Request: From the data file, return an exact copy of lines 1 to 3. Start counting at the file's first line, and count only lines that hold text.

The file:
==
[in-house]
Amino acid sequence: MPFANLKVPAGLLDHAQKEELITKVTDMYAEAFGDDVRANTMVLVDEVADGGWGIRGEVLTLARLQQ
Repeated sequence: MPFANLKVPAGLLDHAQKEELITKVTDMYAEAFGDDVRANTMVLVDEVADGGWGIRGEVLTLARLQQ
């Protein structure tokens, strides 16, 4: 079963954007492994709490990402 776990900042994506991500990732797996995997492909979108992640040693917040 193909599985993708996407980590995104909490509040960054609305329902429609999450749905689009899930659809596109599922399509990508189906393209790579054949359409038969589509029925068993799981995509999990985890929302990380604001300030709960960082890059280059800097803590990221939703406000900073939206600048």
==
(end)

[in-house]
Amino acid sequence: MPFANLKVPAGLLDHAQKEELITKVTDMYAEAFGDDVRANTMVLVDEVADGGWGIRGEVLTLARLQQ
Repeated sequence: MPFANLKVPAGLLDHAQKEELITKVTDMYAEAFGDDVRANTMVLVDEVADGGWGIRGEVLTLARLQQ